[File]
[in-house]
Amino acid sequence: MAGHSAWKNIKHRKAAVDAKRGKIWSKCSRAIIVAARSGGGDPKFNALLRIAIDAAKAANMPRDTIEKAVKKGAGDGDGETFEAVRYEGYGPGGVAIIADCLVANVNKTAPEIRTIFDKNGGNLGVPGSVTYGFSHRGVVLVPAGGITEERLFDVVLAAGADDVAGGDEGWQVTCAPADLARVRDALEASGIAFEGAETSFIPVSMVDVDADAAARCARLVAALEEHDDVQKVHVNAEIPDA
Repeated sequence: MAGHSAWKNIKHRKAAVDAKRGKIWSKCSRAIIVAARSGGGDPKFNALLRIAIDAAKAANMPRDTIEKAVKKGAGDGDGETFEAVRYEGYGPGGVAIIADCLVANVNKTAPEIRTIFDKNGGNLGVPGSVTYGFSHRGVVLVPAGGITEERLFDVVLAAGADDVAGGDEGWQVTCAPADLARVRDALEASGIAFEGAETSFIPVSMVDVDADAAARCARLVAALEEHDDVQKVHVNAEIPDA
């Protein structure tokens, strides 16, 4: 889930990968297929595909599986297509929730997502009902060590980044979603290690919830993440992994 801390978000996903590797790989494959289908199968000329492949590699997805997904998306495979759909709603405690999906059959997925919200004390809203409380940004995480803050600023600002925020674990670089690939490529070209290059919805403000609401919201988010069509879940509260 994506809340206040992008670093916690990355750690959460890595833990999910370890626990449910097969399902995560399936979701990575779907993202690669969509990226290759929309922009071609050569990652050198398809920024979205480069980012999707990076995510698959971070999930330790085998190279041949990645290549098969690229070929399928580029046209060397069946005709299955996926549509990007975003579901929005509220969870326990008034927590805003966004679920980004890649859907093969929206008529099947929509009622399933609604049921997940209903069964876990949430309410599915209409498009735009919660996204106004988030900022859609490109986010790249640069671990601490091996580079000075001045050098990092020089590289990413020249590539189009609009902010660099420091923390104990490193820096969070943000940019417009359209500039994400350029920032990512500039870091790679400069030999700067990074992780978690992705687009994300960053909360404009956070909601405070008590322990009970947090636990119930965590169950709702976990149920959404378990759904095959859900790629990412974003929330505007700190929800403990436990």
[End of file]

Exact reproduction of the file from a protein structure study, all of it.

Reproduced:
[in-house]
Amino acid sequence: MAGHSAWKNIKHRKAAVDAKRGKIWSKCSRAIIVAARSGGGDPKFNALLRIAIDAAKAANMPRDTIEKAVKKGAGDGDGETFEAVRYEGYGPGGVAIIADCLVANVNKTAPEIRTIFDKNGGNLGVPGSVTYGFSHRGVVLVPAGGITEERLFDVVLAAGADDVAGGDEGWQVTCAPADLARVRDALEASGIAFEGAETSFIPVSMVDVDADAAARCARLVAALEEHDDVQKVHVNAEIPDA
Repeated sequence: MAGHSAWKNIKHRKAAVDAKRGKIWSKCSRAIIVAARSGGGDPKFNALLRIAIDAAKAANMPRDTIEKAVKKGAGDGDGETFEAVRYEGYGPGGVAIIADCLVANVNKTAPEIRTIFDKNGGNLGVPGSVTYGFSHRGVVLVPAGGITEERLFDVVLAAGADDVAGGDEGWQVTCAPADLARVRDALEASGIAFEGAETSFIPVSMVDVDADAAARCARLVAALEEHDDVQKVHVNAEIPDA
């Protein structure tokens, strides 16, 4: 889930990968297929595909599986297509929730997502009902060590980044979603290690919830993440992994 801390978000996903590797790989494959289908199968000329492949590699997805997904998306495979759909709603405690999906059959997925919200004390809203409380940004995480803050600023600002925020674990670089690939490529070209290059919805403000609401919201988010069509879940509260 994506809340206040992008670093916690990355750690959460890595833990999910370890626990449910097969399902995560399936979701990575779907993202690669969509990226290759929309922009071609050569990652050198398809920024979205480069980012999707990076995510698959971070999930330790085998190279041949990645290549098969690229070929399928580029046209060397069946005709299955996926549509990007975003579901929005509220969870326990008034927590805003966004679920980004890649859907093969929206008529099947929509009622399933609604049921997940209903069964876990949430309410599915209409498009735009919660996204106004988030900022859609490109986010790249640069671990601490091996580079000075001045050098990092020089590289990413020249590539189009609009902010660099420091923390104990490193820096969070943000940019417009359209500039994400350029920032990512500039870091790679400069030999700067990074992780978690992705687009994300960053909360404009956070909601405070008590322990009970947090636990119930965590169950709702976990149920959404378990759904095959859900790629990412974003929330505007700190929800403990436990």